But another kind of antiapartheid critic emerged alongside these saboteurs, from the same milieu of street gangs and vibrant/suffocating township life. These were documentary photographers like Cedric Nunn and Peter McKenzie. Now, I see such figures as offering a better way to introduce the persistence of life in the shadows of oil refineries in South Durban. As a kind of detritus itself, the photographic record of events past speaks precisely to the way people live with and refuse persisting remains of the past. Consider Nunn’s powerful photograph of football players next to the Wentworth Refinery:
Nunn’s 1995 photograph uses the classic form of black and white documentary photography, perfectly suited to iconic contrasts, to portray corporate power hanging over the persistence of life, as if in perpetuity. Photographers like Nunn have been at pains to return to their negatives from the decade of transition, 1985-95, as they retrospectively refuse the certainties of anti-apartheid photographic discourse. As Meg Samuelson points out, the return to the negative forces attention to photography as a practice of working with remains, both as waste products and as the not-yet. I argue that this image stands at the threshold of an emergent critical discourse that does not yet have a name, a not-yet politics that is actually post-apartheid.
McKenzie describes leaving his ‘kaasie,’ his township, to pick up a camera instead of a gun. His photography documents scars (tattoos, marks of circulation between gangs, prisons and township space), spaces, and embodied hopes within the curious spacetimes that endure the transition from apartheid. His photographic practice is entirely about engaging with the toxic racial and embodied detritus of apartheid. Given his own situated emergence from the place he documents visually, McKenzie’s practice is a self-consciously masculine meditation on the presence of the past. I present just a taste of this work, from a project that names an impossibility, ‘Vying Posie’ or ‘Going Home’:
Credits: Peter McKenzie from the collection ‘Vying Posie’ (Going Home)
How might the photographs of Nunn and McKenzie be read not as an aesthetic retreat from politics, but as a way of thinking of political futures that cannot quite yet be spelled out in words alone?
From the perspective of Wentworth and Merebank, there is a pressing sense in which the politics of detritus is viscerally important. Environmental discourse has not quite galvanized a movement to represent the plight of people next to refineries, breathing benzene all their lives. They know they will not in fact leave this geography (I refer back to the maps) next to the city centre, and to workplaces, if not jobs. They know that if they leave their benzene-soaked neighbourhoods, they will not inherit the leafy colonial white city. Neither do they want to inherit the rural-urban Black township sprawl that extends out from Durban. And residents are painfully aware of poverty experts and left academics swanning through their township and thinking they ‘get it,’ simply because of the visual power of witnessing life next to a refinery. Nunn’s image above can be seen precisely as dangling this ruse.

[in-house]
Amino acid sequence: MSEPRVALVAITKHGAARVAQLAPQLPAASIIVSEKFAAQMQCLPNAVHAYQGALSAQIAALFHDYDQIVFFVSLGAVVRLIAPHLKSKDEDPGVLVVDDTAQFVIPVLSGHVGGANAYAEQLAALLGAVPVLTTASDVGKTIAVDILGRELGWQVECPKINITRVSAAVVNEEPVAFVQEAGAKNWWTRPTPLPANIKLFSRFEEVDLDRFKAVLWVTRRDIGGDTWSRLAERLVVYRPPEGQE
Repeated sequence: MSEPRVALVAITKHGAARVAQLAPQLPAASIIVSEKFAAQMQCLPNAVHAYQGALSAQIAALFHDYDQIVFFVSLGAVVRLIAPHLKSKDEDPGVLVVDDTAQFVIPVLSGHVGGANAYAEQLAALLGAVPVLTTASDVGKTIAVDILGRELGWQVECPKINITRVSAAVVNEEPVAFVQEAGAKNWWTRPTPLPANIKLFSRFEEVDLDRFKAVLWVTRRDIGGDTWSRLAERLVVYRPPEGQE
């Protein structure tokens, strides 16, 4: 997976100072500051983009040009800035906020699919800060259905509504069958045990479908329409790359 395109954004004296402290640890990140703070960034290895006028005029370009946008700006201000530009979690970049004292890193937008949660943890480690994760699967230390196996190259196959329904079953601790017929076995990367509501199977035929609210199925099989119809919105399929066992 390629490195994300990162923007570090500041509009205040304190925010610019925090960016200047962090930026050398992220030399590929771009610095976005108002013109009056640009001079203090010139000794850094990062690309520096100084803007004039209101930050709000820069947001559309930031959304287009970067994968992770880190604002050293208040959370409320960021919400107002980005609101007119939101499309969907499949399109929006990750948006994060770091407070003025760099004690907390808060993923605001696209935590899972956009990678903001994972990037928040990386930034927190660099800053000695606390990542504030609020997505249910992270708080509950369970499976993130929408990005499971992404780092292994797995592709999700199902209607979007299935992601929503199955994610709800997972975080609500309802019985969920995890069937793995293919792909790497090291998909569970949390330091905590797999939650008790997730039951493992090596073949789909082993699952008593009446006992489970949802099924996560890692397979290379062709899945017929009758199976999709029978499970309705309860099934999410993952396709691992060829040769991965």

I draw parallel insights from Kojin Karatani, one of Japan’s most important post-war political philosophers, who has some piercing insights about the ‘defeats’ of 1968, when a series of intellectuals shifted their concerns, as he puts it, from politics to poetic thought; reflecting on the emergence of modern Japanese literature also in the wake of political failure, Karatani is deeply sceptical of “a revolution by words which relies on the power of ideas” (Karatani and Wainwright 2012, 35). Karatani does not dismiss deconstruction or aesthetics – he was first a literary critic, and one of his main contributions has been a deconstructive reading of Marx – but his observation is simply that we must be critical of what the idea of political failure produces. I find this useful for thinking of ‘post-apartheid’ as also as a moment of critical questioning, also in the photographic discourse deployed by Nunn and McKenzie. I suggest that these photographic thinkers provide a critical language to dwelI on apartheid’s remains, and to engage ‘political failure’ as a spacetime of multiple possibilities. Karatani uses the letter ‘X’ to mark a politics of association beyond the trinity of capital-state-nation; for him, ‘X’ does not yet exist, except as a political principle.
But I think ‘X’ might in fact exist in various sites in which people conserve their dignity, their respect for others and their environs, and it is in this sense that I pose the photographs of Nunn and McKenzie as a politics of dwelling in the detritus of racial capitalism, and a reaching for the poetry of the future.
Sharad Chari is at Berkeley Geography, and affiliated to WiSER at the University of the Witwatersrand, South Africa, where he was for the past four years in Anthropology and the Centre for Indian Studies in Africa. He is completing a book called Apartheid Remains, based on research since 2002, on the remains of segregation and struggle in 20th and early 21st Durban, South Africa. Chari is author of Fraternal Capital (Stanford UP, 2004), an agrarian historical geography of an industrial town in South India. He works collectively with the Berkeley Black Geographies Group and with the Submergent Archive, and is starting new work on the Southern African Indian Ocean, and on geo-graphy as earth/ocean/world-writing.
Breckenridge, Keith. Biometric State: The Global Politics of Identification and Surveillance in South Africa, 1850 to the Present. Cambridge: Cambridge University Press, 2014.
James, C.L.R. The Black Jacobins. London: Penguin Books, 2001 .
Karatani, Kojin, and Joel Wainwright. “‘Critique is impossible without moves’ An interview of Kojin Karatani by Joel Wainwright.” Dialogues in Human Geography 2, no. 1 (2012): 30-52.